Wednesday, October 30, 2019

I will remember you (Musings on gender in transfusion medicine)

Updated: 2 Nov. 2019

October's blog is short. The idea was initially stimulated by two 'from the archives' papers in TraQ (Further Reading). The topic of the papers was perceived gender discrimination by healthcare professionals. The initial purpose of October's blog was to get readers to assess if they perceived gender discrimination exists in their disciplines and workplaces.

After reflection, I decided to change the focus to highlighting how many great female physicians there are in transfusion medicine, many of whom I've been privileged to know personally. And, sad to report, one recently died. 

The title derives from a ditty sung by Canada's Sara McLachlan.

Historically, medicine has been male dominated, whereas both nursing and medical laboratory technology/science have been female dominated, at least in Canada. That's been my experience in transfusion medicine but it has changed significantly over the years, especially in transfusion medicine.

TIDBITS Since I moved to Edmonton in Nov. 1977 to teach in University of Alberta's Medical Laboratory Science to the present, Oct. 2019 (42 years), top jobs have been held by men: Medical Directors of UAH's Dept. Lab Medicine and Chairs of the Dept. of Lab Med and Pathol (Faculty of Medicine and Dentistry, University of Alberta).

Individual UAH lab specialties have been held by women, including I am especially pleased to say the transfusion service, which is currently headed by one of my Med Lab Sci 'kids', who also holds higher regional positions. Across Canada, many female physicians hold significant transfusion medicine positions.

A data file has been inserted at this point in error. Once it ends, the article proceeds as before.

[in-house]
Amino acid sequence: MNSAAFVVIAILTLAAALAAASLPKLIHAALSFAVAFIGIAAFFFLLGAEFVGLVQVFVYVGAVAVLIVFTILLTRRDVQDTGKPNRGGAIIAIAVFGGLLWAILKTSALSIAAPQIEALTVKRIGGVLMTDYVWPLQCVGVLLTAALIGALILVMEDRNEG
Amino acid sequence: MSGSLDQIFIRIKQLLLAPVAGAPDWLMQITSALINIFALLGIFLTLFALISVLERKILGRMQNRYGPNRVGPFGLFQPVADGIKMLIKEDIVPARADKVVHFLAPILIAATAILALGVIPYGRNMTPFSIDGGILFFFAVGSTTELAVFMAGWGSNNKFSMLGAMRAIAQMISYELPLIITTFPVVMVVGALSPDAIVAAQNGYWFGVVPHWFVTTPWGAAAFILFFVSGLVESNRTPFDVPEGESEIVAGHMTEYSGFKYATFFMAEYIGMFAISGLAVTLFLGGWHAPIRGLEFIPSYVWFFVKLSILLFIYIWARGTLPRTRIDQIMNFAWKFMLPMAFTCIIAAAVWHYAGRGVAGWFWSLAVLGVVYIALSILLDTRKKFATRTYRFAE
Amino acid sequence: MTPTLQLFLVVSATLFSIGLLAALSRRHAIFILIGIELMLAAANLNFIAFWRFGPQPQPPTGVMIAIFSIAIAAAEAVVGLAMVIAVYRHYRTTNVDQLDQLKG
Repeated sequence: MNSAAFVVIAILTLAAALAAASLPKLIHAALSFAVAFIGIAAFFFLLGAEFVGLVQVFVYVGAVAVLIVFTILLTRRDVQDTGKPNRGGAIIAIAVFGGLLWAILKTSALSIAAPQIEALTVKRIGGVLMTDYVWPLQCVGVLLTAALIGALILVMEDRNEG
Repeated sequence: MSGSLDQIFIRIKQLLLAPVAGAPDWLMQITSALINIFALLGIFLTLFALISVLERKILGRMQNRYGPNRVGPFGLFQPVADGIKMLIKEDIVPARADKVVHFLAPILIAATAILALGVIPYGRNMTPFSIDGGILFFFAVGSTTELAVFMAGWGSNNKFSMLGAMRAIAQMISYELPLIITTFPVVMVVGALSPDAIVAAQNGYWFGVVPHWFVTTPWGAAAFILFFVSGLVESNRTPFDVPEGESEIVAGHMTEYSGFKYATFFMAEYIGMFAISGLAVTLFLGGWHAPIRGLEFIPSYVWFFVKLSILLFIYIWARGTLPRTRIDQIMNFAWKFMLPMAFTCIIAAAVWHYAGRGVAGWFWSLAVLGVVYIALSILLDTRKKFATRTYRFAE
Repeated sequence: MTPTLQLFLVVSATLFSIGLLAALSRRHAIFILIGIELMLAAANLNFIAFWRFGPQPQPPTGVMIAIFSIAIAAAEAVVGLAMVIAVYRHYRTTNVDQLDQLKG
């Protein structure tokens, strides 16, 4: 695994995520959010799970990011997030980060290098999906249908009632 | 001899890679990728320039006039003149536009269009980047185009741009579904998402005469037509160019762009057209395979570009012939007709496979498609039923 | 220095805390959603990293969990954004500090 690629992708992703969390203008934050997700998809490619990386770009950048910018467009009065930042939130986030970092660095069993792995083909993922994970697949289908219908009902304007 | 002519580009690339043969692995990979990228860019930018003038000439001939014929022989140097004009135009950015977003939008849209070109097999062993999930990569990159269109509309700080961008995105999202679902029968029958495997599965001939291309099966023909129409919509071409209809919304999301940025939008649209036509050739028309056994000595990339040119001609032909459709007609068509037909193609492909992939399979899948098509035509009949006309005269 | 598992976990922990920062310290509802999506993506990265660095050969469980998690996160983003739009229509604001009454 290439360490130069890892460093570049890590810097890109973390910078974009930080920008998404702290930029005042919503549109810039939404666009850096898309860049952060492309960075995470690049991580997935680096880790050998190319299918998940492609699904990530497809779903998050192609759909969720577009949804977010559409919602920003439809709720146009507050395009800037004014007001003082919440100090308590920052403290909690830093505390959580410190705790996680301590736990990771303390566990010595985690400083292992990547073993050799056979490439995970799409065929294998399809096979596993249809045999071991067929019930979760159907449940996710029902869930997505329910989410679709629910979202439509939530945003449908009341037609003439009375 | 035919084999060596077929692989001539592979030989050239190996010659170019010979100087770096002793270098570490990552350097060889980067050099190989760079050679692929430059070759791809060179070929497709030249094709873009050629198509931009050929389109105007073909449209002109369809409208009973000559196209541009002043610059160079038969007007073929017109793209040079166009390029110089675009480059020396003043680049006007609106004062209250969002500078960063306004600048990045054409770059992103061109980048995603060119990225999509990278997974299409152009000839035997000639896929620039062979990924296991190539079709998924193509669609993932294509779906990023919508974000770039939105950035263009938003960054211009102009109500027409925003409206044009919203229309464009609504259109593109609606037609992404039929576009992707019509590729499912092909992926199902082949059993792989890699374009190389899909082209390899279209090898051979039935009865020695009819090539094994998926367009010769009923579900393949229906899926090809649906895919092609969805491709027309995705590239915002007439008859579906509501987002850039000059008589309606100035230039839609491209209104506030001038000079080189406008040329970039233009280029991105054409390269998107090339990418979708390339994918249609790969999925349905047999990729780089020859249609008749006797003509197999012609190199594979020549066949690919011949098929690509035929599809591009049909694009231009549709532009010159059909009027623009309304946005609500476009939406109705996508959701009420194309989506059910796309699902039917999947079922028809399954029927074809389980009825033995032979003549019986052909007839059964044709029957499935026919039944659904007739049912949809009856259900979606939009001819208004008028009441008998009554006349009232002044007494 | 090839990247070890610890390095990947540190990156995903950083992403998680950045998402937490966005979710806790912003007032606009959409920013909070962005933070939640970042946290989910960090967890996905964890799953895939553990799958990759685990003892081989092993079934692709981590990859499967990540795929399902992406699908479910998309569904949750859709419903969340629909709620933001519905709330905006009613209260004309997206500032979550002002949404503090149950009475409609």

Nurses vs physicians remains an ongoing saga and perhaps sometimes it's just about power, not gender. Suspect it gets more dicey when scope of practice is involved, which also adds pharmacists to the mix.

Canada's blood suppliers are a mixed bag. CBS had had a male CEO from the get-go, though many female physicians are CBS medical directors across Canada. Héma-Québec began with a female CEO. Parts of CBS are male top-heavy

Over the years I've seen female transfusion Drs. bullied by what I perceived as pompous male colleagues in rounds and at conferences. As the cliché goes, women must be way better than male colleagues to succeed. Is it still true?

Transfusion medicine is blessed with many exemplary female physicians in top positions. Some examples of ones I've known personally and met F2F (alphabetical order):
Interesting that so many of these Canadian female transfusion medicine docs have held major positions (as above) and won awards. To name a few: 
  • CSTM Ortho award recipients:
    • 2002, Francine Décary (CEO of H-QISBT President 2004-6)
    • 2007, Heather Hume (Executive medical director, CBS)
    • 2010, Susan Nahirniak (Chair of NAC)